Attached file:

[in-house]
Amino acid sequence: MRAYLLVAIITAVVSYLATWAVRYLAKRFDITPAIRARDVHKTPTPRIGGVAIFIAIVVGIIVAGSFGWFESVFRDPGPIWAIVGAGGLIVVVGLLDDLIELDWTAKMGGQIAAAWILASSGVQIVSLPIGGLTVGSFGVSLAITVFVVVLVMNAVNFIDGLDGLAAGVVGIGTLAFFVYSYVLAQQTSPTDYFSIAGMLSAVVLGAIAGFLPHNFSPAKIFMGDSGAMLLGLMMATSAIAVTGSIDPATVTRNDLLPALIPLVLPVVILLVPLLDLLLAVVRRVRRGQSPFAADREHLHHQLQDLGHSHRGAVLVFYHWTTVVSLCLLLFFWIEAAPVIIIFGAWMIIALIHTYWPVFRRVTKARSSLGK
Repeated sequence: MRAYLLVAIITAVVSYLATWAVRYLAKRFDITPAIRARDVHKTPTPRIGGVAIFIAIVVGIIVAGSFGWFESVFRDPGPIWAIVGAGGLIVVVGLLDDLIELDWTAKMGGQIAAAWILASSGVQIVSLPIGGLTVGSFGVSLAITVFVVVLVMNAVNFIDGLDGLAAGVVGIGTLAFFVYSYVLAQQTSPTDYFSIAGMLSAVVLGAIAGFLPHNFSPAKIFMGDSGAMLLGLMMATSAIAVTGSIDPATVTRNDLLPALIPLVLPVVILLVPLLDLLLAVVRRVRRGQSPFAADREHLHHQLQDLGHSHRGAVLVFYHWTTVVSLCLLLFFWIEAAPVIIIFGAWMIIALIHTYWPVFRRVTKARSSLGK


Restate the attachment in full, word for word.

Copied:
[in-house]
Amino acid sequence: MRAYLLVAIITAVVSYLATWAVRYLAKRFDITPAIRARDVHKTPTPRIGGVAIFIAIVVGIIVAGSFGWFESVFRDPGPIWAIVGAGGLIVVVGLLDDLIELDWTAKMGGQIAAAWILASSGVQIVSLPIGGLTVGSFGVSLAITVFVVVLVMNAVNFIDGLDGLAAGVVGIGTLAFFVYSYVLAQQTSPTDYFSIAGMLSAVVLGAIAGFLPHNFSPAKIFMGDSGAMLLGLMMATSAIAVTGSIDPATVTRNDLLPALIPLVLPVVILLVPLLDLLLAVVRRVRRGQSPFAADREHLHHQLQDLGHSHRGAVLVFYHWTTVVSLCLLLFFWIEAAPVIIIFGAWMIIALIHTYWPVFRRVTKARSSLGK
Repeated sequence: MRAYLLVAIITAVVSYLATWAVRYLAKRFDITPAIRARDVHKTPTPRIGGVAIFIAIVVGIIVAGSFGWFESVFRDPGPIWAIVGAGGLIVVVGLLDDLIELDWTAKMGGQIAAAWILASSGVQIVSLPIGGLTVGSFGVSLAITVFVVVLVMNAVNFIDGLDGLAAGVVGIGTLAFFVYSYVLAQQTSPTDYFSIAGMLSAVVLGAIAGFLPHNFSPAKIFMGDSGAMLLGLMMATSAIAVTGSIDPATVTRNDLLPALIPLVLPVVILLVPLLDLLLAVVRRVRRGQSPFAADREHLHHQLQDLGHSHRGAVLVFYHWTTVVSLCLLLFFWIEAAPVIIIFGAWMIIALIHTYWPVFRRVTKARSSLGK